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Contested legacies of Chinese communism: Words, concepts and practices from Mao to Xi

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Christian Sorace, Ivan Franceschini, Nicholas Loubere (eds.), Afterlives of Chinese communism. Political concepts from Mao to Xi, Acton: ANU Press and Verso Books, 404 pages, (ISBN 9781788734769).

Well before the founding of the People’s Republic of China, the communist leadership was aware of the great importance of propaganda as a tool for educating and mobilising the masses1. It considered language and rhetoric as fundamental assets to mould the people’s thinking, and when it took power it initiated and consolidated a rewriting of public discourse which also quickly permeated the private discourse.

Michael Schoenals was one of the first few scholars to analyse how «things were done with words» in Chinese politics, and to stress the «remarkable consensus»2 within the Chinese Communist Party about the central role played by perlocution in building, consolidating and maintaining state power. The simple, repetitive and formalised language that «help[s] constitute the structure of power within China’s political system»3 has later fascinated and attracted the attention of other scholars, who have focused particularly on the Mao era (1949-1976). At that time, and especially during the Cultural Revolution (1966-1976), keywords and slogans were ubiquitous and people were required to repeat them on the most varied occasions and contexts. Ji Fengyuan has written about the «extensive, systematic and bureaucratically controlled program of linguistic engineering» put into practice by the Chinese Communist Party (CCP) to «make the population use those verbal formulas that seemed most suited to produce a correct thought»,4 while Lu Xing has worked on the formalised language, characterised by particularly acute rhetorical violence, and has argued that it was partially responsible for the violence of political action during the Cultural Revolution.5 Finally, Perry Link has reconstructed the principles of musicality and rhythm that made the formulations beautiful and easy to remember, in a volume where he also emphasised how the language of the private sphere was substantially replaced by official political language, particularly in the years of the Cultural Revolution (1966-1976).6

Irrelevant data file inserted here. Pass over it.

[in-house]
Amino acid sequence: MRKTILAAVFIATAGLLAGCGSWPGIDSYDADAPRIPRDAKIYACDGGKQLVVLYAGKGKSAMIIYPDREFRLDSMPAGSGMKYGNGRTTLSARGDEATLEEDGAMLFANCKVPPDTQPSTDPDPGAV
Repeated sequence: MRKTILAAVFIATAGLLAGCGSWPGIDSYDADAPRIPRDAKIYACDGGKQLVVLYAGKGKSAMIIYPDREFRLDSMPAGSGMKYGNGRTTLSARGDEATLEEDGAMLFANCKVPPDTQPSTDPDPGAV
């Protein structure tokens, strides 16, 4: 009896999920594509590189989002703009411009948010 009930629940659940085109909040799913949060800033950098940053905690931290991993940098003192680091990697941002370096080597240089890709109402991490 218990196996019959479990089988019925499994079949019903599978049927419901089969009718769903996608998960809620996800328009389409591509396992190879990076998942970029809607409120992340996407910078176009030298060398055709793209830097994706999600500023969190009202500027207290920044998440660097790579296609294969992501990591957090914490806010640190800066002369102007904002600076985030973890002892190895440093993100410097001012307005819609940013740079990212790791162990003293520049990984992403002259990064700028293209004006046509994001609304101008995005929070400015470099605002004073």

Keywords and formulations that were relevant in the Mao era are also the core subject of Afterlives of Chinese Communism. Even if Raymond Williams’ seminal work Keywords is not mentioned by the editors of the volume, it is an obvious reference that comes to mind when reading Afterlives.7 In fact, Williams’ definition of what is a keyword, his admission to the «difficult relations between words and concepts»8 and his approach belonging to historical semantics are implicit to the book’s project and to many contributions that are part of it. Readers should be familiar with Williams’ ideas to fully grasp the ambition of the project of Afterlives.